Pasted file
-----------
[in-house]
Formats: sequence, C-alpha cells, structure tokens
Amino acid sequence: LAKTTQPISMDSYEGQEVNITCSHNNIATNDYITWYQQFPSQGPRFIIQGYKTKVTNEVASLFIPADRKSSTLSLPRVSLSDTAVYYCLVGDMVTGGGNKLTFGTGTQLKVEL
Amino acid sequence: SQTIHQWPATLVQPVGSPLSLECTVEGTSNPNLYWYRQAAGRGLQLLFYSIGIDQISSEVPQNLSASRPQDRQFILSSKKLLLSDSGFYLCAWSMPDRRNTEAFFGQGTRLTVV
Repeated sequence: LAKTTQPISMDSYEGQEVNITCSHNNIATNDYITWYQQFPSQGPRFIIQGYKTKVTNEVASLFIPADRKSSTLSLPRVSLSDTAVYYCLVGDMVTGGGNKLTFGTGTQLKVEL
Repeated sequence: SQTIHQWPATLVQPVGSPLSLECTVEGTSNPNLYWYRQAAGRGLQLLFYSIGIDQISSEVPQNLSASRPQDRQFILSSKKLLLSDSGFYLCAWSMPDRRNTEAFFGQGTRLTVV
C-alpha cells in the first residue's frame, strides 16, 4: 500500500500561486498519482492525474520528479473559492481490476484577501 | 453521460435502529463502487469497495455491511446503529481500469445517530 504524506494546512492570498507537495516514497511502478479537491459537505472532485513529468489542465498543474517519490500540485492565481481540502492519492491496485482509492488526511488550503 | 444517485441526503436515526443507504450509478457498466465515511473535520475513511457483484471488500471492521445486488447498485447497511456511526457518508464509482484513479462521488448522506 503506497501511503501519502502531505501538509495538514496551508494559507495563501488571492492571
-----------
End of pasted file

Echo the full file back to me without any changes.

[in-house]
Formats: sequence, C-alpha cells, structure tokens
Amino acid sequence: LAKTTQPISMDSYEGQEVNITCSHNNIATNDYITWYQQFPSQGPRFIIQGYKTKVTNEVASLFIPADRKSSTLSLPRVSLSDTAVYYCLVGDMVTGGGNKLTFGTGTQLKVEL
Amino acid sequence: SQTIHQWPATLVQPVGSPLSLECTVEGTSNPNLYWYRQAAGRGLQLLFYSIGIDQISSEVPQNLSASRPQDRQFILSSKKLLLSDSGFYLCAWSMPDRRNTEAFFGQGTRLTVV
Repeated sequence: LAKTTQPISMDSYEGQEVNITCSHNNIATNDYITWYQQFPSQGPRFIIQGYKTKVTNEVASLFIPADRKSSTLSLPRVSLSDTAVYYCLVGDMVTGGGNKLTFGTGTQLKVEL
Repeated sequence: SQTIHQWPATLVQPVGSPLSLECTVEGTSNPNLYWYRQAAGRGLQLLFYSIGIDQISSEVPQNLSASRPQDRQFILSSKKLLLSDSGFYLCAWSMPDRRNTEAFFGQGTRLTVV
C-alpha cells in the first residue's frame, strides 16, 4: 500500500500561486498519482492525474520528479473559492481490476484577501 | 453521460435502529463502487469497495455491511446503529481500469445517530 504524506494546512492570498507537495516514497511502478479537491459537505472532485513529468489542465498543474517519490500540485492565481481540502492519492491496485482509492488526511488550503 | 444517485441526503436515526443507504450509478457498466465515511473535520475513511457483484471488500471492521445486488447498485447497511456511526457518508464509482484513479462521488448522506 503506497501511503501519502502531505501538509495538514496551508494559507495563501488571492492571